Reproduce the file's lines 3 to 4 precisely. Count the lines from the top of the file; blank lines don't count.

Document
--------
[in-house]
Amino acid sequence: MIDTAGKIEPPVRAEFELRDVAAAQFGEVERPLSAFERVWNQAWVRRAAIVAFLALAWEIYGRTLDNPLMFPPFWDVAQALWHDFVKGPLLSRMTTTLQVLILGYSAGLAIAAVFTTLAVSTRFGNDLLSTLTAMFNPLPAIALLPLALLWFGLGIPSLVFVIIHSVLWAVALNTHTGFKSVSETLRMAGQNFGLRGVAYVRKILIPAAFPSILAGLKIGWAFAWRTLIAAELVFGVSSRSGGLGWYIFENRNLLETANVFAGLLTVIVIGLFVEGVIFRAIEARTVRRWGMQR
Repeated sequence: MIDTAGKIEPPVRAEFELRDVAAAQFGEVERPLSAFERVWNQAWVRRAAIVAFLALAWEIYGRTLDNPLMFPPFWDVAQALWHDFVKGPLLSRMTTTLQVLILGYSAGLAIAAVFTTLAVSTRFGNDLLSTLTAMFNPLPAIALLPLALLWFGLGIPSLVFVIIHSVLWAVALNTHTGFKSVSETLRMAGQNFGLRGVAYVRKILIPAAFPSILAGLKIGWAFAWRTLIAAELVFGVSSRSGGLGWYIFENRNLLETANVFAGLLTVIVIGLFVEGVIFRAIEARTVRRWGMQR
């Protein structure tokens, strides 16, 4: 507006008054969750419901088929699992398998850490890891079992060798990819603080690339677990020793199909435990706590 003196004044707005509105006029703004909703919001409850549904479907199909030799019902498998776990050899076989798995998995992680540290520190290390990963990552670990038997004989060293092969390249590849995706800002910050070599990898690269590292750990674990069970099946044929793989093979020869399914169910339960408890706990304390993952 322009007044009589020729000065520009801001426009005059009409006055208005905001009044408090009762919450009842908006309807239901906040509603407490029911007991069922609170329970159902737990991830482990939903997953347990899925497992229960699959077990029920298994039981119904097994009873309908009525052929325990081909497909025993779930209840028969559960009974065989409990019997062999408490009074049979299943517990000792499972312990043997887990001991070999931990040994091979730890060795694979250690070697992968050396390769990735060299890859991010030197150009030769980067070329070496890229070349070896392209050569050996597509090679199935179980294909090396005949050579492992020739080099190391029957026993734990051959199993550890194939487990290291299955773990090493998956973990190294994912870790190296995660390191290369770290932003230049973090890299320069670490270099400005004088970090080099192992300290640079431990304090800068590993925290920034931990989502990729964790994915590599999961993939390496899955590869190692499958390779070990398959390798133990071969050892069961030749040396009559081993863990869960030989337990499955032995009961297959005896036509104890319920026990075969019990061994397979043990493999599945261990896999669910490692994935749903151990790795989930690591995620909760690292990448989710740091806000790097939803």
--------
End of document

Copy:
Repeated sequence: MIDTAGKIEPPVRAEFELRDVAAAQFGEVERPLSAFERVWNQAWVRRAAIVAFLALAWEIYGRTLDNPLMFPPFWDVAQALWHDFVKGPLLSRMTTTLQVLILGYSAGLAIAAVFTTLAVSTRFGNDLLSTLTAMFNPLPAIALLPLALLWFGLGIPSLVFVIIHSVLWAVALNTHTGFKSVSETLRMAGQNFGLRGVAYVRKILIPAAFPSILAGLKIGWAFAWRTLIAAELVFGVSSRSGGLGWYIFENRNLLETANVFAGLLTVIVIGLFVEGVIFRAIEARTVRRWGMQR
């Protein structure tokens, strides 16, 4: 507006008054969750419901088929699992398998850490890891079992060798990819603080690339677990020793199909435990706590 003196004044707005509105006029703004909703919001409850549904479907199909030799019902498998776990050899076989798995998995992680540290520190290390990963990552670990038997004989060293092969390249590849995706800002910050070599990898690269590292750990674990069970099946044929793989093979020869399914169910339960408890706990304390993952 322009007044009589020729000065520009801001426009005059009409006055208005905001009044408090009762919450009842908006309807239901906040509603407490029911007991069922609170329970159902737990991830482990939903997953347990899925497992229960699959077990029920298994039981119904097994009873309908009525052929325990081909497909025993779930209840028969559960009974065989409990019997062999408490009074049979299943517990000792499972312990043997887990001991070999931990040994091979730890060795694979250690070697992968050396390769990735060299890859991010030197150009030769980067070329070496890229070349070896392209050569050996597509090679199935179980294909090396005949050579492992020739080099190391029957026993734990051959199993550890194939487990290291299955773990090493998956973990190294994912870790190296995660390191290369770290932003230049973090890299320069670490270099400005004088970090080099192992300290640079431990304090800068590993925290920034931990989502990729964790994915590599999961993939390496899955590869190692499958390779070990398959390798133990071969050892069961030749040396009559081993863990869960030989337990499955032995009961297959005896036509104890319920026990075969019990061994397979043990493999599945261990896999669910490692994935749903151990790795989930690591995620909760690292990448989710740091806000790097939803």